Explaining the sell-off in the Property market

The sell-off in the market was a stock specific event

Following a stronger than expected finish to 2017, the property market gave up all, and more, of its gains in the first quarter of 2018.
Although very disappointing, this was certainly not due to weak property fundamentals. Early in the year, allegations began to surface
around accounting irregularities and share price manipulation within the Resilient group of companies. Collectively, the grouping – Resilient,
Fortress, NEPI Rockcastle and Greenbay – made up 42% of the property index in December 2017. Shares in the group lost more than 60%
on average and by the end of the quarter, their weight had dropped to 24.8%. Other hybrid large caps such as Growthpoint and Redefine,
were beneficiaries of the accounting scandal while small cap property shares received a boost from the 0.25% cut in local interest rates.
While the property market lost 19.6% in the first quarter, it is important to understand that this was, and is, a very stock specific event.Year-to-date, the market has lost 21.4%.

It could be argued that the sector was overvalued to start and certainly that in hindsight, the Resilient group was particularly overvalued at premiums to their net asset values of between 60% and 70%. However, the property market is no stranger to large price shocks – in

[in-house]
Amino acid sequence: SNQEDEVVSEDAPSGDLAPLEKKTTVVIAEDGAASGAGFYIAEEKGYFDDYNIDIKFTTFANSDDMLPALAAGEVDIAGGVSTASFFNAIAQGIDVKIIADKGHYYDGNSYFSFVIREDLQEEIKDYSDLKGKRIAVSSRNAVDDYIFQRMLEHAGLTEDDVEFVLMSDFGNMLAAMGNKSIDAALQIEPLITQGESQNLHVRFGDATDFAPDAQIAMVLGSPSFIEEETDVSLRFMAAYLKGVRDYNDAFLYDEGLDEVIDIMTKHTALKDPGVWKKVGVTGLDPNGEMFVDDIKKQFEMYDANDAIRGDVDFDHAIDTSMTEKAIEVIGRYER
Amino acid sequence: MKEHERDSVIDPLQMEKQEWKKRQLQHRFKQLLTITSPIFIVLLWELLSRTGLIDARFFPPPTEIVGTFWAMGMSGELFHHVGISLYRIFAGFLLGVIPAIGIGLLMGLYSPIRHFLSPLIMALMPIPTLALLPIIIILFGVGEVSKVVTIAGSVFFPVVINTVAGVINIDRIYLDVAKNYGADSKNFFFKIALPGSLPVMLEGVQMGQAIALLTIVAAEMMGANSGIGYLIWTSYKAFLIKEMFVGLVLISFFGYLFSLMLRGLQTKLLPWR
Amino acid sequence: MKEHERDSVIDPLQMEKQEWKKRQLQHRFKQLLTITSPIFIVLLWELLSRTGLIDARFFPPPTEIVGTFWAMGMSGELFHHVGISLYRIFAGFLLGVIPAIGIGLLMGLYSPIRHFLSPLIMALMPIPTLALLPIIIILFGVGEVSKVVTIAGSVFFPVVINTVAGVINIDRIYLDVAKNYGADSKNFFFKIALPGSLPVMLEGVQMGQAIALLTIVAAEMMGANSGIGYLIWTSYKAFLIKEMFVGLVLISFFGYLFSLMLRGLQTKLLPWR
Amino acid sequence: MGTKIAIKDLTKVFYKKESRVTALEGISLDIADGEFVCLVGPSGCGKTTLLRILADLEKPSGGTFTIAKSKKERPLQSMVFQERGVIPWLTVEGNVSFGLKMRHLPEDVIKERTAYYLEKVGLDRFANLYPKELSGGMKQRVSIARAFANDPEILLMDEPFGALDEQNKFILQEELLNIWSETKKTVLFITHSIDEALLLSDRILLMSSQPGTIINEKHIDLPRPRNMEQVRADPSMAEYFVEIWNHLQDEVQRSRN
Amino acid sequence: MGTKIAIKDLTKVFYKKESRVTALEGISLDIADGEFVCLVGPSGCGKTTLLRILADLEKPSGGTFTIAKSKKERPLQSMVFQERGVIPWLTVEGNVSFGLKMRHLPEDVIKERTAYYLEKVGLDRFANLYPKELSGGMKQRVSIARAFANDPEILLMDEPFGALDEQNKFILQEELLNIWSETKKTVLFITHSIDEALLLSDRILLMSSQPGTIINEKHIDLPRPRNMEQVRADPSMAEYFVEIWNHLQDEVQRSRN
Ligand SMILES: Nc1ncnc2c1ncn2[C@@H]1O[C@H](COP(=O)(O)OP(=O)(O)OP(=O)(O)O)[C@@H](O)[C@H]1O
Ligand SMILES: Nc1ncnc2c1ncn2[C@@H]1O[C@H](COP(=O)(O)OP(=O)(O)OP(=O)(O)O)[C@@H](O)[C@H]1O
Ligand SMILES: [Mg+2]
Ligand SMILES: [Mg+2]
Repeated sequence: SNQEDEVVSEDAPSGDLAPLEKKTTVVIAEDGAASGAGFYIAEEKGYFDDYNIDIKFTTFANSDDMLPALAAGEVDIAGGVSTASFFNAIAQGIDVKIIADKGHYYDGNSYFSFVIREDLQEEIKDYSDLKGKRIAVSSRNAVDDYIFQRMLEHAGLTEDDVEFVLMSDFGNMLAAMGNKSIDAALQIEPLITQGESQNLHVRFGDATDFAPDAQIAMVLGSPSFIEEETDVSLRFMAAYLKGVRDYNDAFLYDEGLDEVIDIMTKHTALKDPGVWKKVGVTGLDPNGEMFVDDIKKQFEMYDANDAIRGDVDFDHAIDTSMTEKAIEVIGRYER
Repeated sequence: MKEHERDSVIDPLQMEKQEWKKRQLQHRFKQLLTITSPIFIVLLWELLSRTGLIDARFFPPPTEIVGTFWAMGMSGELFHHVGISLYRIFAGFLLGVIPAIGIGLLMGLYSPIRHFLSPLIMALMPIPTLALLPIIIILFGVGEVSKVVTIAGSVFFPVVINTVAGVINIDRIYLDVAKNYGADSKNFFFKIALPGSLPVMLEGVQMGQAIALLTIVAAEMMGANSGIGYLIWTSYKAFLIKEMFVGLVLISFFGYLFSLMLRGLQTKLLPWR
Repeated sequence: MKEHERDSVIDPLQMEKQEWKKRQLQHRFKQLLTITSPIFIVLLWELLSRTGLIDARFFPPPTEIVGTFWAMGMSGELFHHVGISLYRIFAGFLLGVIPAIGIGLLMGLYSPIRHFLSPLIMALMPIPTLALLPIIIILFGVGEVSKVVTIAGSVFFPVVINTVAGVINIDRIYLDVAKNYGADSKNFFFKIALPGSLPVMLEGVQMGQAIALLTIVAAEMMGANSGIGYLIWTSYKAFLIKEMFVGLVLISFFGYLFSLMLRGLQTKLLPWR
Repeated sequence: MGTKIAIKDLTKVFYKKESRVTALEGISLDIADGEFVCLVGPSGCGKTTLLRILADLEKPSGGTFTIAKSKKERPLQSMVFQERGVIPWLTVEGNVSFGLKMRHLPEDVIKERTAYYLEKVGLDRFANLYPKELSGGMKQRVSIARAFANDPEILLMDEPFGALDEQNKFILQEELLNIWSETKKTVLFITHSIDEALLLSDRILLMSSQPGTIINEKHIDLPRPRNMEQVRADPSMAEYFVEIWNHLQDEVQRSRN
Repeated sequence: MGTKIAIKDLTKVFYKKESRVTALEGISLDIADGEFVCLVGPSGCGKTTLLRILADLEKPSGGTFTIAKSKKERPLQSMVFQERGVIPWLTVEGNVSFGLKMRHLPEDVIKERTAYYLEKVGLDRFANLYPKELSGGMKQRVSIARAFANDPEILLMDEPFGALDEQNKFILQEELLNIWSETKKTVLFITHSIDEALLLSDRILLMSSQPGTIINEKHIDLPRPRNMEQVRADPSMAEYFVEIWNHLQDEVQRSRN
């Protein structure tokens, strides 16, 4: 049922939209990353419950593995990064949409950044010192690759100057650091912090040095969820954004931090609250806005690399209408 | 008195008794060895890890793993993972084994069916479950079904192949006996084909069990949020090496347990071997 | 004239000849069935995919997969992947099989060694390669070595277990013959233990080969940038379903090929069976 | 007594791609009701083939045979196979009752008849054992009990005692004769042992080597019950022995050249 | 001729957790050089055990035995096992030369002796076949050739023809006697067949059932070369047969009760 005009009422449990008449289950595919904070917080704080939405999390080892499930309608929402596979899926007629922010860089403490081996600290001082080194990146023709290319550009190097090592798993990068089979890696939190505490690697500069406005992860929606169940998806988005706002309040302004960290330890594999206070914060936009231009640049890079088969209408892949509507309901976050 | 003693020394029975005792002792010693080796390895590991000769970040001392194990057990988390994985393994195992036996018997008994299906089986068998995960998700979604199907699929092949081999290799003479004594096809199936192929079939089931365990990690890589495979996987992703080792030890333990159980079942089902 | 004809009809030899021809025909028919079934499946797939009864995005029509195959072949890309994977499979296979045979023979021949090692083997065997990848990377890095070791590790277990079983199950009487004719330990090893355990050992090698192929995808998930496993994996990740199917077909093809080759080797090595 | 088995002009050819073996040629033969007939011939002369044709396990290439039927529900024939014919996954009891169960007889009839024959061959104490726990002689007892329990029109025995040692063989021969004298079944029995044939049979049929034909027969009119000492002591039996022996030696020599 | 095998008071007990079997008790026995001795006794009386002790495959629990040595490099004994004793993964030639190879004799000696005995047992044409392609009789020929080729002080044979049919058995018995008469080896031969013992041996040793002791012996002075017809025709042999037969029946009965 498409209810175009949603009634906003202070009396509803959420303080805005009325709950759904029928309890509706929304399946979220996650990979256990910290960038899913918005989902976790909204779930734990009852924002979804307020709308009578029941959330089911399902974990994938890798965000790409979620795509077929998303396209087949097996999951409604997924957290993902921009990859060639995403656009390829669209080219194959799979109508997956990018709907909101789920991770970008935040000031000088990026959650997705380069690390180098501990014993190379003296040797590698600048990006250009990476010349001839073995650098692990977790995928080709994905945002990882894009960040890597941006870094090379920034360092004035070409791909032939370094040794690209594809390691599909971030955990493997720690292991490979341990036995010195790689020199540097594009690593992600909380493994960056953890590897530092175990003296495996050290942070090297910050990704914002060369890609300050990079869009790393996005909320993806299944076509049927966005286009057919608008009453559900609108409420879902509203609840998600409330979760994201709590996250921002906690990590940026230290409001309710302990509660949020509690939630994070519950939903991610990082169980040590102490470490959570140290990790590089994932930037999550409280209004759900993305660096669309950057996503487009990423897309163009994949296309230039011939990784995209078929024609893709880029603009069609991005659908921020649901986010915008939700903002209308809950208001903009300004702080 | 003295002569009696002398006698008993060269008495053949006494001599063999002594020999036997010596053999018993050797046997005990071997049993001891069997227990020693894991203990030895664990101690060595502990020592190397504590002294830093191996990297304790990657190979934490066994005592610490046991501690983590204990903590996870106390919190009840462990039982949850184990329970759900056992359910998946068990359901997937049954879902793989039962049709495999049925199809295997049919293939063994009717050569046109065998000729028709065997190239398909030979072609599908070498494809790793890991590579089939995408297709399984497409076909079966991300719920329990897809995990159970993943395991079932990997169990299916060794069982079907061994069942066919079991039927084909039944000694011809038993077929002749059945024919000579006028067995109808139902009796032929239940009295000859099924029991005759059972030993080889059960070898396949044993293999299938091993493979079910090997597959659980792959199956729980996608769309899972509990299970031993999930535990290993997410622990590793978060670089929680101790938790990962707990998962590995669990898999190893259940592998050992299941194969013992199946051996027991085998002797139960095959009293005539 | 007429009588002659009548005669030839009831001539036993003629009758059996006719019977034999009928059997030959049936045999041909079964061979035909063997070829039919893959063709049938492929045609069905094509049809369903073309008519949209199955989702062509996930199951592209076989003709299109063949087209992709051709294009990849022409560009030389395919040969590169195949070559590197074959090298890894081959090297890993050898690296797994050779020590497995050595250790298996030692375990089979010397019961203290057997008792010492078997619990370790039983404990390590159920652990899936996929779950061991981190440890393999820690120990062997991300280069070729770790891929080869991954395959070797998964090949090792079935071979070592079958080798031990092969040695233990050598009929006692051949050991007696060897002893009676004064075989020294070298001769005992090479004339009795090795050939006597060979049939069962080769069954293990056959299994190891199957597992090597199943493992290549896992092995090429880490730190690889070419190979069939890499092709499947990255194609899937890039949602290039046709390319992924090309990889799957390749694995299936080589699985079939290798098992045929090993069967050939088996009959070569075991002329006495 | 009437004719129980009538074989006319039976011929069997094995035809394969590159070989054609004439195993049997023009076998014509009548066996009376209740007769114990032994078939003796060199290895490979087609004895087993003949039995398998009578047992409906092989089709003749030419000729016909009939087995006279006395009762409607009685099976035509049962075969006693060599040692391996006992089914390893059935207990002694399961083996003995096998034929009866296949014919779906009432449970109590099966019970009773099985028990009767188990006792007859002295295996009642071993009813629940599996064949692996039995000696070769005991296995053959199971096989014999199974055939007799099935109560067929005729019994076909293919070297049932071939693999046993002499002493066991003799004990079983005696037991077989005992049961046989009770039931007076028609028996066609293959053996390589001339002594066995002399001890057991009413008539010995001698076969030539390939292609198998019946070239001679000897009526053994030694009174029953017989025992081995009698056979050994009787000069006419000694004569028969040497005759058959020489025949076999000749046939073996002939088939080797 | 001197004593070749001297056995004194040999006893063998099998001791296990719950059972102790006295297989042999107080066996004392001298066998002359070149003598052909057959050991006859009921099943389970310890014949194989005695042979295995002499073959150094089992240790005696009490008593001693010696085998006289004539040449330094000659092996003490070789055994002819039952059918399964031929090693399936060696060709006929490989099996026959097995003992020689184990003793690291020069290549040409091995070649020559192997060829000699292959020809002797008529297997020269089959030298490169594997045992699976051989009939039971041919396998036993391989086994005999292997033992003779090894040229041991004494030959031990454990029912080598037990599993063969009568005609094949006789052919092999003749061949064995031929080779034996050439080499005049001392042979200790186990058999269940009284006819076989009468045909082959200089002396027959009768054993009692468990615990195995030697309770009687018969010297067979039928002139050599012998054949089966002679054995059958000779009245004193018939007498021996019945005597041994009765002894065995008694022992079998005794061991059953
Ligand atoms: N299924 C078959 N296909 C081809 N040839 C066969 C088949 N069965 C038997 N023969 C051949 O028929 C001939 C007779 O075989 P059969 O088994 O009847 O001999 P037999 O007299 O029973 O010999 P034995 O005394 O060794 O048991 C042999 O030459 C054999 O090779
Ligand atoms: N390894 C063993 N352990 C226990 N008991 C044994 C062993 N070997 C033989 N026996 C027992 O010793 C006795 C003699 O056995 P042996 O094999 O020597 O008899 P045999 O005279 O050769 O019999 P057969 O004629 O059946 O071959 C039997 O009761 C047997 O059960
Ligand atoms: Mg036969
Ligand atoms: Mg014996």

between December 2007 and June 2008, the property market fell 31.9%. Prices quickly recovered and property gained 33.5% in the subsequent four months. The Resilient group experienced better performance in the second quarter of this year.

The STANLIB Multi-Manager Fund performed better than the market

The Fund comfortably outperformed the property market in the first half of 2018, although this is of little consolation as the fall was painful. Our job is to research asset managers in South Africa and abroad. In constructing our portfolios, we carefully select managers from our buy-rated list. Relative performance amongst the underlying asset managers in the Fund was directly proportional to the exposure they had to the Resilient group. Bridge in particular, produced the highest outperformance. Catalyst also had good returns, but STANLIB lagged somewhat. It was therefore comforting that the Fund lost less than the market, as measured by the SAPY index.

Looking forward

It is true that the property market is well diversified between shares with diversified geographic exposures (hybrids), SA-focused, European focused and UK-focused property companies. Each segment has its own drivers and while the direction of the rand will certainly have an
impact, it appears that the property sector is currently in the grip of a very stock specific event. We expect this to lead to better corporate governance and subsequent announcements by Resilient point to this. UK-focused property companies could certainly benefit from a
more positive Brexit outcome and European-focused companies, dominated by the Resilient group, are currently far less expensive than in 2017 and will do well if the allegations are proved untrue. We believe the combination of underlying managers in the Fund will be able to navigate these difficult times. The Fund remains remain fully invested and ready to make changes to the manager line-up in the best interest of all investors, should the need arise.